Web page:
For the Children.
Anything affecting the careful train
ing of children and their future useful
ness, should claim thccarncst atten
tion of parents. In connection with
these thoughts, we call attention to
the communication of Miss Barnes.
She proposes, commencing to-morrow,
to take charge of and teach these little
toddlers of Thomasville, these men
and women of the futlire, two weeks,
free of any charge. Parents should
read the communication.
Griffin and Sturdivant.
Our readers will notice the new ad
vertisement of Messrs. Griffin & Stur
divant, who recently enlarged their
store room and put in a very large
stock of harness, saddles, bridles,
whips, and everything pertaining to
their line, as well as having added a
line of carriages and buggies to their
trade. They do a general repair bus
iness also, and all goods sold and
work done is guaranteed to give satis
faction. Call on them.
Tho house on Madisoastreet, kept
by Charity Tooke, as a boarding
house for the waiters of the I’iuey
Woods hotel, is beiug considerably
enlarged for their accomodation this
The meetings at the Methodist
church, during the past week, were
well attended and wero-very interesting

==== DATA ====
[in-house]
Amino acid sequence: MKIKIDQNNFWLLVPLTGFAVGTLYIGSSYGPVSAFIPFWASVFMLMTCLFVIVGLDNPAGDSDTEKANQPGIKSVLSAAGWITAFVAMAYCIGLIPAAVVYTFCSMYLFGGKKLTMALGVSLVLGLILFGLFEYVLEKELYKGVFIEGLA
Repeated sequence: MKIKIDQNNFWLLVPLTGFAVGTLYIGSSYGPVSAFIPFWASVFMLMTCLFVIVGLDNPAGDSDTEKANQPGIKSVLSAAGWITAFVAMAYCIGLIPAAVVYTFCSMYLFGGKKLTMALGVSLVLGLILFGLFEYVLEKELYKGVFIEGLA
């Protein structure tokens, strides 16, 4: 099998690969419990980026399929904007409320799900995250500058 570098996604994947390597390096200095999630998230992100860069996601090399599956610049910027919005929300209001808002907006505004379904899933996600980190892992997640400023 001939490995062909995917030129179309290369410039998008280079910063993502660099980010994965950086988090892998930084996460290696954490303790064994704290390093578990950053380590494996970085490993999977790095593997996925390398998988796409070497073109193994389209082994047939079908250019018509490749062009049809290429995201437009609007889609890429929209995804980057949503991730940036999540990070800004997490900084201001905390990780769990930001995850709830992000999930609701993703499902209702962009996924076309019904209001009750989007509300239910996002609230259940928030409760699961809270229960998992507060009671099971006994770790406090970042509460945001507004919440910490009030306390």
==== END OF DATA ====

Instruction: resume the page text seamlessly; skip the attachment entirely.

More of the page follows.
and profitable. They will be contin
ued during the present week.
Mako Your Town Attractive.
Elsewhere will be found an article
taken from the Floridian, to which
wo call the attention of our readers.
It is an argument in favor of beauti
fying and making attractive the Cap
ital city of Florida. The arguments
will apply with equal force to Thom
asville. It is a well known truth,
and we need not reiterate it here, that
Thomasville, now more than ever, de
pends upon her local attractions.
Business has changed. Merchants
who formerly handled osnaburgs, now
handle silks. It is becoming more
apparent every day that the prosperi
ty of Thomasville depends largely on
her winter business. While this
should not he the case, it is neverthe
less true. Without the improvements
which should characterize and mark
winter resorts in the South, Tliomas-
villc will he left, left in the lurch.
There are many things to be clone,
among the most important, is the
acquisition of the park. That will he
accomplished in the near future, but
homes and Streets should he beautified
as well. Not only should attention
bo paid to improving and beautifying
the'town, but our suburban territory
should also receive attention. Speak
ing of suburban surroundings, our
drives rank first in importance.
These should be kept in first-class or
der all the year round, ami more es
pecially during the winter months.
Thomasville cannot afford to tail in
giving the attention to these and other
improvements which will add to her
already many attractions. The com
ing season promises to he a most :;ue-
cussful one. Let everything lie done
possible to make tho place and its
surroundings attractive as possible.
One man cannot do tho work. It
requires the co operation of all our
citizens. If every one will lend their